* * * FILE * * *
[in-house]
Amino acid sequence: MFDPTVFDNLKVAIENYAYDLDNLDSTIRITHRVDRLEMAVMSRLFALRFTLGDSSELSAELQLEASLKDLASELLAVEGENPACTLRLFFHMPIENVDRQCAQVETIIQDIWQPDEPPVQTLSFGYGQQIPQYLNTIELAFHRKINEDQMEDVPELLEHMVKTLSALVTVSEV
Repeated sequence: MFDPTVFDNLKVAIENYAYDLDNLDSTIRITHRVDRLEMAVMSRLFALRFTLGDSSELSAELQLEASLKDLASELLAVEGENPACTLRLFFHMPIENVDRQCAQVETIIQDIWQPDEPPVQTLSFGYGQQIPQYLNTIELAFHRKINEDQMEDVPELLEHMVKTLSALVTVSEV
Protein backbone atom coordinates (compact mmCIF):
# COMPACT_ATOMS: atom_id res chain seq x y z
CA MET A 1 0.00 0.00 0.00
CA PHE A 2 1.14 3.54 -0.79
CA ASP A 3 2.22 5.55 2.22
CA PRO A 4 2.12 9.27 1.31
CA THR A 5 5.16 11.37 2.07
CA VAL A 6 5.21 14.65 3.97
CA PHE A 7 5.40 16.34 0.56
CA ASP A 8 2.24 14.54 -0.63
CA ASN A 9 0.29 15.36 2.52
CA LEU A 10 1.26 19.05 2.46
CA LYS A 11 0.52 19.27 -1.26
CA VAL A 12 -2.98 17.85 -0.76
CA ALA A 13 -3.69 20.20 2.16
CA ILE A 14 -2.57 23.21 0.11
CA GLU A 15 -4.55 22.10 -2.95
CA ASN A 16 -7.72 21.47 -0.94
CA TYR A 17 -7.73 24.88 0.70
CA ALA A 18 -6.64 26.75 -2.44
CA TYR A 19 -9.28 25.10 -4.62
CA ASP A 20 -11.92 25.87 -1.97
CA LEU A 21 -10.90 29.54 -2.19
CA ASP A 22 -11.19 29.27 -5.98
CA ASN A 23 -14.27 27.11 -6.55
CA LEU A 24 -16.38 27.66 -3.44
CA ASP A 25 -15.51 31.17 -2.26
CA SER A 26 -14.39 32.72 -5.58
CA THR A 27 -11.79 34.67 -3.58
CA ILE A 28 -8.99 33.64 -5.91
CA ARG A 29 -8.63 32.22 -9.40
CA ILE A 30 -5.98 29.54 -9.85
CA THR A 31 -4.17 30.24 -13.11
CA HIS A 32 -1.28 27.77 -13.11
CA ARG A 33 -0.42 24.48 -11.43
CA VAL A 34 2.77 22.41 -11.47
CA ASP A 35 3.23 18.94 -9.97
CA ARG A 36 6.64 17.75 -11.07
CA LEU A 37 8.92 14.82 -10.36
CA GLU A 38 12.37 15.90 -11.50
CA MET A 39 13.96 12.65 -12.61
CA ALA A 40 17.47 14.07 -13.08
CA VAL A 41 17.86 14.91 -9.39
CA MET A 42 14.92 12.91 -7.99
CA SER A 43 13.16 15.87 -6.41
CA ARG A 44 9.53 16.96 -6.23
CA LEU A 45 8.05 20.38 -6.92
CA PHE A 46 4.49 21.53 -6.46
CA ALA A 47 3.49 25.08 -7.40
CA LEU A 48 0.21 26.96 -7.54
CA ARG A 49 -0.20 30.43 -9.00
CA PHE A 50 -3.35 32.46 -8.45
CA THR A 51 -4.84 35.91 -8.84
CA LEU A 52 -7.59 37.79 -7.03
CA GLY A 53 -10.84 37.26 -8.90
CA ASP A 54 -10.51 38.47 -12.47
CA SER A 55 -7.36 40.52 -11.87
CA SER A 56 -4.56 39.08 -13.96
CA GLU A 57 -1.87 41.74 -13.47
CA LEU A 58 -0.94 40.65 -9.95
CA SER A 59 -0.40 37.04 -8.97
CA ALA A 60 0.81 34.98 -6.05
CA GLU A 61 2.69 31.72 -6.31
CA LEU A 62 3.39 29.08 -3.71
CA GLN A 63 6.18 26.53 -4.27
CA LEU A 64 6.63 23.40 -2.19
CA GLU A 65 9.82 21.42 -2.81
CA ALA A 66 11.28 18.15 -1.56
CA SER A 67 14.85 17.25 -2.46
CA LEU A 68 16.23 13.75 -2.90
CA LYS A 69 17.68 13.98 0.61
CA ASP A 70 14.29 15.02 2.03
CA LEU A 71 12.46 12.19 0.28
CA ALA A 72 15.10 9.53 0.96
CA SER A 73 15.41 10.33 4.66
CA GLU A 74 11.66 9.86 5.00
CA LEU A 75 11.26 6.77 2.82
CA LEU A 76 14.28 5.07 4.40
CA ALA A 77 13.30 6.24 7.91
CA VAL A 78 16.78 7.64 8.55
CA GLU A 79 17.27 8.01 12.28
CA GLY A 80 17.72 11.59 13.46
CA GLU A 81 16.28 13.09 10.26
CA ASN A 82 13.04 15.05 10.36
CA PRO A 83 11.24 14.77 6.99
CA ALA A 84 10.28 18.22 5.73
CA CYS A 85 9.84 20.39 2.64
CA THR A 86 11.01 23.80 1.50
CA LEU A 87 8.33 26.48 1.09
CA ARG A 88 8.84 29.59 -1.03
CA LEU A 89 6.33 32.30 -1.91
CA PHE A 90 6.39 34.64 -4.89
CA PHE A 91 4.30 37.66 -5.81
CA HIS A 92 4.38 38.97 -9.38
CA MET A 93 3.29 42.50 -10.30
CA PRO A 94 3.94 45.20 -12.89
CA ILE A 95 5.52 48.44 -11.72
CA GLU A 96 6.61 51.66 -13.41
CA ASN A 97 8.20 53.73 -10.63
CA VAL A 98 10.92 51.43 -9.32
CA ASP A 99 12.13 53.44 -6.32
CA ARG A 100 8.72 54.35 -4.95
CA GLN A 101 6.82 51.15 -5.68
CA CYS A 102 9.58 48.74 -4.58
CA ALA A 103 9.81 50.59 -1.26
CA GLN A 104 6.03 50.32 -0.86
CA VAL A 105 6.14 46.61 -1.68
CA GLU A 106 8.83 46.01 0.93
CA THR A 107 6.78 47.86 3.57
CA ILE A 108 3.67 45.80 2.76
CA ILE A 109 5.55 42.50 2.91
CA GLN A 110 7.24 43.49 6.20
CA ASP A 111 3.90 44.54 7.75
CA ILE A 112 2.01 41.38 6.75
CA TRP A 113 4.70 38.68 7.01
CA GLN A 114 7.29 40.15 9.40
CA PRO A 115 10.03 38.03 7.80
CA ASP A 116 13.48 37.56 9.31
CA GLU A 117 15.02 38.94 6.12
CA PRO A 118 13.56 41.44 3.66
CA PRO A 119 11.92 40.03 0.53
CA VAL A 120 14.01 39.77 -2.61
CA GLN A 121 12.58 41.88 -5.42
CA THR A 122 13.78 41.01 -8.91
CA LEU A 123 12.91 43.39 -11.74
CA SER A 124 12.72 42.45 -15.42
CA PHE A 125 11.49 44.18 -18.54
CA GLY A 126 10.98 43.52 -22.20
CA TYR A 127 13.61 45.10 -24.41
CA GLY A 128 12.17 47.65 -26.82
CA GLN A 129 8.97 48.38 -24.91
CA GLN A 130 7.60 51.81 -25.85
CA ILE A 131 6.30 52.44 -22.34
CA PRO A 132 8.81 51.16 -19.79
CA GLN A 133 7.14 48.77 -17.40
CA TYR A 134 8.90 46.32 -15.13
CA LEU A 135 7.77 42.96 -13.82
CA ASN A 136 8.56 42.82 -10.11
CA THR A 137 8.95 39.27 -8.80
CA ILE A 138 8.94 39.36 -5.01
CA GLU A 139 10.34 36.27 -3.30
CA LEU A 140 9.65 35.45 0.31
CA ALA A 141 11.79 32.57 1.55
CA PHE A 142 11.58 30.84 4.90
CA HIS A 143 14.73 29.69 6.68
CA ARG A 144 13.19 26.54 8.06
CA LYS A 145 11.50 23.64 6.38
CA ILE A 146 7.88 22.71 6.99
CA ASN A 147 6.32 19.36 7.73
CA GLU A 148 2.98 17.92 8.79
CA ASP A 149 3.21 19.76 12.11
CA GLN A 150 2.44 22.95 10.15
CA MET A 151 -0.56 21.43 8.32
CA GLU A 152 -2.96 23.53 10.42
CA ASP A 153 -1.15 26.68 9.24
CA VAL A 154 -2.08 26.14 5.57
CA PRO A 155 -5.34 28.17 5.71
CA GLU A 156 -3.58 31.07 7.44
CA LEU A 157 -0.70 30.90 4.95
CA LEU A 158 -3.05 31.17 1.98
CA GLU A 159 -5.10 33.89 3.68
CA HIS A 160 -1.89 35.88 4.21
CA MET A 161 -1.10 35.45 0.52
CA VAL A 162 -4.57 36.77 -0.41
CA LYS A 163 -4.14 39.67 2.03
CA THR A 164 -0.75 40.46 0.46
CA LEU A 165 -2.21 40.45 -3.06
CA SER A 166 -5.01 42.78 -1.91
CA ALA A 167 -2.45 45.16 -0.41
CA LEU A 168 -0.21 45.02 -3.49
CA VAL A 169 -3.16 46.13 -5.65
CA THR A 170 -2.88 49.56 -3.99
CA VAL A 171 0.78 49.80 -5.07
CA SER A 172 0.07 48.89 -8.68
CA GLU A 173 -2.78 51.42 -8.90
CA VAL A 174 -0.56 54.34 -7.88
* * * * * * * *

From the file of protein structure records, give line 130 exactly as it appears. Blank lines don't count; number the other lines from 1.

CA PHE A 125 11.49 44.18 -18.54